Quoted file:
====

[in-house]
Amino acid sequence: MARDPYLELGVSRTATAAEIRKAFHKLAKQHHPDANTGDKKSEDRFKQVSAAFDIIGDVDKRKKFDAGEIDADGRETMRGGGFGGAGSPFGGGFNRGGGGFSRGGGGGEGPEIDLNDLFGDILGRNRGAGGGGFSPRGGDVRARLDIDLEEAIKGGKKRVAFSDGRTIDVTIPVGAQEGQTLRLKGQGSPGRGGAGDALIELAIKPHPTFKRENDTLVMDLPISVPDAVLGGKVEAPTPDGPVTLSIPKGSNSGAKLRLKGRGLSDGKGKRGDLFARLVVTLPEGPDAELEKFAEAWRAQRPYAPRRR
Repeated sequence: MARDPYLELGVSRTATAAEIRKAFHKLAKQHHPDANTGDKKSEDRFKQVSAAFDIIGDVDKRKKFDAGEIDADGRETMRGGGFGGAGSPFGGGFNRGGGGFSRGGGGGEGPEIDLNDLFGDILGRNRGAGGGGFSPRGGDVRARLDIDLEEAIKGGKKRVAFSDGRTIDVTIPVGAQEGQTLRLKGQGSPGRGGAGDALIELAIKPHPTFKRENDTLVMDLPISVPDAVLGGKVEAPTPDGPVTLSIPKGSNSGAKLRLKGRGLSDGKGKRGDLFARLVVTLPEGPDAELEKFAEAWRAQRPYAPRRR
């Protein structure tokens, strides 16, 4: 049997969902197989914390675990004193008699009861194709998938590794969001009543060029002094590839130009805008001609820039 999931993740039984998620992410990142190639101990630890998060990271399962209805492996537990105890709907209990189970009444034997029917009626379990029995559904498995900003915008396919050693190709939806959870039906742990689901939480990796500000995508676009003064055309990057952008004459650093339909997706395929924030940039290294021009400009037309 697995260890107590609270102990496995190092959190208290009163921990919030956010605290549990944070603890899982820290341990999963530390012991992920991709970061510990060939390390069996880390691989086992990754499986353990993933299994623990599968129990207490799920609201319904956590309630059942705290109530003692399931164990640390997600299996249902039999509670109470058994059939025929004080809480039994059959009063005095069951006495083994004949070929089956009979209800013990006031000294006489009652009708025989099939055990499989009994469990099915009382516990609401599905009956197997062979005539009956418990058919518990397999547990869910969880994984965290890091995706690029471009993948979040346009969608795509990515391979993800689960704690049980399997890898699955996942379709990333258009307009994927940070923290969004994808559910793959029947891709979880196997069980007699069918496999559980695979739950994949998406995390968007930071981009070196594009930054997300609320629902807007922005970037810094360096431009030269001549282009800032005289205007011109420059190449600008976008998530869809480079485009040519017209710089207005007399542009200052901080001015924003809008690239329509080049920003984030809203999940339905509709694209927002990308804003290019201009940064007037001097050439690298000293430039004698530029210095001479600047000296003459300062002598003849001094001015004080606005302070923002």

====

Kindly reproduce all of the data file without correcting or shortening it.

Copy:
[in-house]
Amino acid sequence: MARDPYLELGVSRTATAAEIRKAFHKLAKQHHPDANTGDKKSEDRFKQVSAAFDIIGDVDKRKKFDAGEIDADGRETMRGGGFGGAGSPFGGGFNRGGGGFSRGGGGGEGPEIDLNDLFGDILGRNRGAGGGGFSPRGGDVRARLDIDLEEAIKGGKKRVAFSDGRTIDVTIPVGAQEGQTLRLKGQGSPGRGGAGDALIELAIKPHPTFKRENDTLVMDLPISVPDAVLGGKVEAPTPDGPVTLSIPKGSNSGAKLRLKGRGLSDGKGKRGDLFARLVVTLPEGPDAELEKFAEAWRAQRPYAPRRR
Repeated sequence: MARDPYLELGVSRTATAAEIRKAFHKLAKQHHPDANTGDKKSEDRFKQVSAAFDIIGDVDKRKKFDAGEIDADGRETMRGGGFGGAGSPFGGGFNRGGGGFSRGGGGGEGPEIDLNDLFGDILGRNRGAGGGGFSPRGGDVRARLDIDLEEAIKGGKKRVAFSDGRTIDVTIPVGAQEGQTLRLKGQGSPGRGGAGDALIELAIKPHPTFKRENDTLVMDLPISVPDAVLGGKVEAPTPDGPVTLSIPKGSNSGAKLRLKGRGLSDGKGKRGDLFARLVVTLPEGPDAELEKFAEAWRAQRPYAPRRR
């Protein structure tokens, strides 16, 4: 049997969902197989914390675990004193008699009861194709998938590794969001009543060029002094590839130009805008001609820039 999931993740039984998620992410990142190639101990630890998060990271399962209805492996537990105890709907209990189970009444034997029917009626379990029995559904498995900003915008396919050693190709939806959870039906742990689901939480990796500000995508676009003064055309990057952008004459650093339909997706395929924030940039290294021009400009037309 697995260890107590609270102990496995190092959190208290009163921990919030956010605290549990944070603890899982820290341990999963530390012991992920991709970061510990060939390390069996880390691989086992990754499986353990993933299994623990599968129990207490799920609201319904956590309630059942705290109530003692399931164990640390997600299996249902039999509670109470058994059939025929004080809480039994059959009063005095069951006495083994004949070929089956009979209800013990006031000294006489009652009708025989099939055990499989009994469990099915009382516990609401599905009956197997062979005539009956418990058919518990397999547990869910969880994984965290890091995706690029471009993948979040346009969608795509990515391979993800689960704690049980399997890898699955996942379709990333258009307009994927940070923290969004994808559910793959029947891709979880196997069980007699069918496999559980695979739950994949998406995390968007930071981009070196594009930054997300609320629902807007922005970037810094360096431009030269001549282009800032005289205007011109420059190449600008976008998530869809480079485009040519017209710089207005007399542009200052901080001015924003809008690239329509080049920003984030809203999940339905509709694209927002990308804003290019201009940064007037001097050439690298000293430039004698530029210095001479600047000296003459300062002598003849001094001015004080606005302070923002």